Because you are liable as a co-signer, the loan you co-sign is reported to the credit bureaus as though it is yours (even though you get no “tangible benefit or service”)1,2.
Federal Law and Co-signers – Under the guidelines of the Credit Practices Rule3, banks and financial institutions have to give you a notice that explains your obligation as a co-signer BEFORE you co-sign the loan. According to the FTC, this is a typical language:
FTC’s Suggestions For Questions To Creditors and Precautionary Measures – The FTC has the following suggestions for potential co-signers that might help you in the event that the co-signee is unable to pay the loan.
Questions You Should Ask About Co-signees – Before making the decision, ask yourself the follow questions:
- Can I afford to make this payment if they default? To save your own credit, you will need to make the payment on the co-signed loan as well as continue to pay for your own obligations.
- Is there any chance at all that they will default on this loan? Could they lose their job?
- How will the new loan affect my credit score? Not only can a default hurt your credit, but having too many loans or accounts on your credit can harm it as well. An additional loan, even though it isn’t yours, could appear as though you are overextended.
- Is there anything that I am going to want to borrow money for in the near future? How will this loan affect that? Much like the previous question, if it appears that you are already overextended in credit, it may hurt your chances in the future for loans that you may need yourself.
Remember also that co-signers can be sued in court, just like the person who took out the loan in the first place. In fact, if you co-sign for someone, and they are late on their payment, lenders have the right to call you to collect the money, garnish wages, and seize property. Unfortunately, once you co-sign, you cannot just ask to have your name removed from the account if things go badly.
The last thing to consider is that co-signing on a loan for your friend or family member may not actually help them in the long run. Although it will help them now by securing the loan for a house or credit card, statistically, when people have poor credit and the banks see a co-signer for a loan, they are more likely to ask that person to get a co-signer again. By helping them out now, you could actually be making it more difficult for them (and you) to obtain loans in the future.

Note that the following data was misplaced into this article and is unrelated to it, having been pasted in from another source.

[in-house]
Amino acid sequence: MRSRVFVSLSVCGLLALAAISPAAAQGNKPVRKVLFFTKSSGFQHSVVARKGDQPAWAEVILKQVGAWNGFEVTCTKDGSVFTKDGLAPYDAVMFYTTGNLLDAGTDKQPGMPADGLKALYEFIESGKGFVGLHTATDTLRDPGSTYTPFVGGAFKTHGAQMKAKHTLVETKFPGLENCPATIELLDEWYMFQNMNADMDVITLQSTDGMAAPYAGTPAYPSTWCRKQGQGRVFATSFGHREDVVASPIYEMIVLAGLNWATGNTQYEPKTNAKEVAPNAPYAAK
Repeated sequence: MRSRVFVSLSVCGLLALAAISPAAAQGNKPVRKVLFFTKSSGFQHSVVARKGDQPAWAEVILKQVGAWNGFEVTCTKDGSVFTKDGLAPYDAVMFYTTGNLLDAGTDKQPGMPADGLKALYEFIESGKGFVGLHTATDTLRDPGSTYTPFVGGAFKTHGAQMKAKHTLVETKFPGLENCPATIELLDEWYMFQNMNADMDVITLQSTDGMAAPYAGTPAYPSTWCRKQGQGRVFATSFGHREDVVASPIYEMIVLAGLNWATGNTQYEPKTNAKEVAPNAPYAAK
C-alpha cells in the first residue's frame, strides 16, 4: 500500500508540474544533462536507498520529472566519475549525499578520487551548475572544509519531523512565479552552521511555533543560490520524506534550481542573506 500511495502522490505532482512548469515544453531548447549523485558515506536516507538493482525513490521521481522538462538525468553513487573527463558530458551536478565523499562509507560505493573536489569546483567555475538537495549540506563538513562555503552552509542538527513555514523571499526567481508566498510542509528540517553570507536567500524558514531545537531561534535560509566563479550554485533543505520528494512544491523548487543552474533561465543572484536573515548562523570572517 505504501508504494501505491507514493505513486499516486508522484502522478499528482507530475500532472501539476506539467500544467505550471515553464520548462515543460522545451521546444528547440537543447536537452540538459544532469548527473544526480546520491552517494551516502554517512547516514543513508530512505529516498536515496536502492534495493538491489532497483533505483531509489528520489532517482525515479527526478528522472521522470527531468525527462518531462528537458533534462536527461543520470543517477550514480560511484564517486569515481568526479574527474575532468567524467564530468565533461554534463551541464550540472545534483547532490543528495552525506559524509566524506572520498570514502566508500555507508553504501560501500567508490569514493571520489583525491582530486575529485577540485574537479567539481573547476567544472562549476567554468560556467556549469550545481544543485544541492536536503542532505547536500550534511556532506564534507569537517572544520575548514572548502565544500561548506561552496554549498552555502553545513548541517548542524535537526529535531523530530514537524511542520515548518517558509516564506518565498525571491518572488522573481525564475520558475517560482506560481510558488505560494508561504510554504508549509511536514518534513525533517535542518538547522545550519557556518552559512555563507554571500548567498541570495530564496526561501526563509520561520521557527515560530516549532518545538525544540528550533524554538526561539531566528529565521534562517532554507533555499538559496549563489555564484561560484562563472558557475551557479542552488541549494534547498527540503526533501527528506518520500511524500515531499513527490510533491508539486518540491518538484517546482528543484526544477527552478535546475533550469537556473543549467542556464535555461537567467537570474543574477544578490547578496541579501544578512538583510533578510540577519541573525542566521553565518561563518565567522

Whatever you decide, do not feel badly. Just be informed. If you go into a co-signing situation, be aware and prepare yourself for the risks that are involved. It is possible that co-signing can result in a winning situation. If you are unprepared, you run the risk of losing your own good credit history and owing the money that the other person borrowed.
Considering that on average 3 out 4 people that co-sign on a loan end up paying it themselves, one would think that consumers would be extremely cautious when making this type of decision. Oftentimes it is against our better judgment that we sign our names on another person’s loan, but yet it is natural to want to assist a family member or close friend by helping them secure a loan and hopefully repair or build their own credit scores. Depending on the person and the circumstances, choosing to be a co-signer on a debt is not always the wisest decision.
1. FTC: Co-signing a lona
2. Experian Forum: Being a co-signer can help your credit
3. Federal Reserve Board: Staff Guidelines on Credit Practices Rules